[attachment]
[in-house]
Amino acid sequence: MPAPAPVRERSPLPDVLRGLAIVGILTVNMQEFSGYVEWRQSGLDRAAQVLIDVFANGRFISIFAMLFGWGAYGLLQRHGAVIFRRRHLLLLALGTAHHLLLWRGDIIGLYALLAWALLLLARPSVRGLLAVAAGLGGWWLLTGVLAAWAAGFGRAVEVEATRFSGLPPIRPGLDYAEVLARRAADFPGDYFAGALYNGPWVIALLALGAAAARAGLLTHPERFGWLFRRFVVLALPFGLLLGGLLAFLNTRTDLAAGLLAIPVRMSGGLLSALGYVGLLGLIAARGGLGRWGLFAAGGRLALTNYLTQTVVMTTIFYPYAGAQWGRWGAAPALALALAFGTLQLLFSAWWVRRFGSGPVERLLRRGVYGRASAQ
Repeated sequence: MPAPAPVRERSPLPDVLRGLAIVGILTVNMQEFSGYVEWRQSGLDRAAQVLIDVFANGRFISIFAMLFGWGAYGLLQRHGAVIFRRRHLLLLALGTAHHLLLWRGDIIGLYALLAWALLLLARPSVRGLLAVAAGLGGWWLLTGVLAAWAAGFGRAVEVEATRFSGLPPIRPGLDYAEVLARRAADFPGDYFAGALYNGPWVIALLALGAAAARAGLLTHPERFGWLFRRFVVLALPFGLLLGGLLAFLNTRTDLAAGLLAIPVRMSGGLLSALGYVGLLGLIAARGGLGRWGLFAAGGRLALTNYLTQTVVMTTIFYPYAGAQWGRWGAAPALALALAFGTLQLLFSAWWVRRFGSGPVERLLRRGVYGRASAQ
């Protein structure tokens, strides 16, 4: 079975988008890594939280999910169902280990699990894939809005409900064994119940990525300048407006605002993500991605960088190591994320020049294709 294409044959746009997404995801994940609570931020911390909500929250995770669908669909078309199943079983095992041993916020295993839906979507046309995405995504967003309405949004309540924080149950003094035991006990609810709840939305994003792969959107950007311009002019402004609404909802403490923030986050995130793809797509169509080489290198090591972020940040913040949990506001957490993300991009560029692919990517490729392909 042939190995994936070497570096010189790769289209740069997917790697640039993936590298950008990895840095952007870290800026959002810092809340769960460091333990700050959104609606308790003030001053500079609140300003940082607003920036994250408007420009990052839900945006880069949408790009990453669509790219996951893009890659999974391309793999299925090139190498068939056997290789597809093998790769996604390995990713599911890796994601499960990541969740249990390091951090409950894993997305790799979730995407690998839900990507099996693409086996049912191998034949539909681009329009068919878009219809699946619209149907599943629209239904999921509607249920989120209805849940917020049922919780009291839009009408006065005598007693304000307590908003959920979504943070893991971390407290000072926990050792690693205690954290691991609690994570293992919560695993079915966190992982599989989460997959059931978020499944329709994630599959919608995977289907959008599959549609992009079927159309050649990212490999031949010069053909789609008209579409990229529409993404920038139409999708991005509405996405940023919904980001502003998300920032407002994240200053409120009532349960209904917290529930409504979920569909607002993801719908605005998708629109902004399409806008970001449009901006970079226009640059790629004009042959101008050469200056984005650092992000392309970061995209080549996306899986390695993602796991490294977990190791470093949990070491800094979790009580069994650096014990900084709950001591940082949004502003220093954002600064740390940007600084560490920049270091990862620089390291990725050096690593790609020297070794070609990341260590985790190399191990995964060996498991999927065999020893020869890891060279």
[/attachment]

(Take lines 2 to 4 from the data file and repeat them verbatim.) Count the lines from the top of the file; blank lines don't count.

Amino acid sequence: MPAPAPVRERSPLPDVLRGLAIVGILTVNMQEFSGYVEWRQSGLDRAAQVLIDVFANGRFISIFAMLFGWGAYGLLQRHGAVIFRRRHLLLLALGTAHHLLLWRGDIIGLYALLAWALLLLARPSVRGLLAVAAGLGGWWLLTGVLAAWAAGFGRAVEVEATRFSGLPPIRPGLDYAEVLARRAADFPGDYFAGALYNGPWVIALLALGAAAARAGLLTHPERFGWLFRRFVVLALPFGLLLGGLLAFLNTRTDLAAGLLAIPVRMSGGLLSALGYVGLLGLIAARGGLGRWGLFAAGGRLALTNYLTQTVVMTTIFYPYAGAQWGRWGAAPALALALAFGTLQLLFSAWWVRRFGSGPVERLLRRGVYGRASAQ
Repeated sequence: MPAPAPVRERSPLPDVLRGLAIVGILTVNMQEFSGYVEWRQSGLDRAAQVLIDVFANGRFISIFAMLFGWGAYGLLQRHGAVIFRRRHLLLLALGTAHHLLLWRGDIIGLYALLAWALLLLARPSVRGLLAVAAGLGGWWLLTGVLAAWAAGFGRAVEVEATRFSGLPPIRPGLDYAEVLARRAADFPGDYFAGALYNGPWVIALLALGAAAARAGLLTHPERFGWLFRRFVVLALPFGLLLGGLLAFLNTRTDLAAGLLAIPVRMSGGLLSALGYVGLLGLIAARGGLGRWGLFAAGGRLALTNYLTQTVVMTTIFYPYAGAQWGRWGAAPALALALAFGTLQLLFSAWWVRRFGSGPVERLLRRGVYGRASAQ
């Protein structure tokens, strides 16, 4: 079975988008890594939280999910169902280990699990894939809005409900064994119940990525300048407006605002993500991605960088190591994320020049294709 294409044959746009997404995801994940609570931020911390909500929250995770669908669909078309199943079983095992041993916020295993839906979507046309995405995504967003309405949004309540924080149950003094035991006990609810709840939305994003792969959107950007311009002019402004609404909802403490923030986050995130793809797509169509080489290198090591972020940040913040949990506001957490993300991009560029692919990517490729392909 042939190995994936070497570096010189790769289209740069997917790697640039993936590298950008990895840095952007870290800026959002810092809340769960460091333990700050959104609606308790003030001053500079609140300003940082607003920036994250408007420009990052839900945006880069949408790009990453669509790219996951893009890659999974391309793999299925090139190498068939056997290789597809093998790769996604390995990713599911890796994601499960990541969740249990390091951090409950894993997305790799979730995407690998839900990507099996693409086996049912191998034949539909681009329009068919878009219809699946619209149907599943629209239904999921509607249920989120209805849940917020049922919780009291839009009408006065005598007693304000307590908003959920979504943070893991971390407290000072926990050792690693205690954290691991609690994570293992919560695993079915966190992982599989989460997959059931978020499944329709994630599959919608995977289907959008599959549609992009079927159309050649990212490999031949010069053909789609008209579409990229529409993404920038139409999708991005509405996405940023919904980001502003998300920032407002994240200053409120009532349960209904917290529930409504979920569909607002993801719908605005998708629109902004399409806008970001449009901006970079226009640059790629004009042959101008050469200056984005650092992000392309970061995209080549996306899986390695993602796991490294977990190791470093949990070491800094979790009580069994650096014990900084709950001591940082949004502003220093954002600064740390940007600084560490920049270091990862620089390291990725050096690593790609020297070794070609990341260590985790190399191990995964060996498991999927065999020893020869890891060279």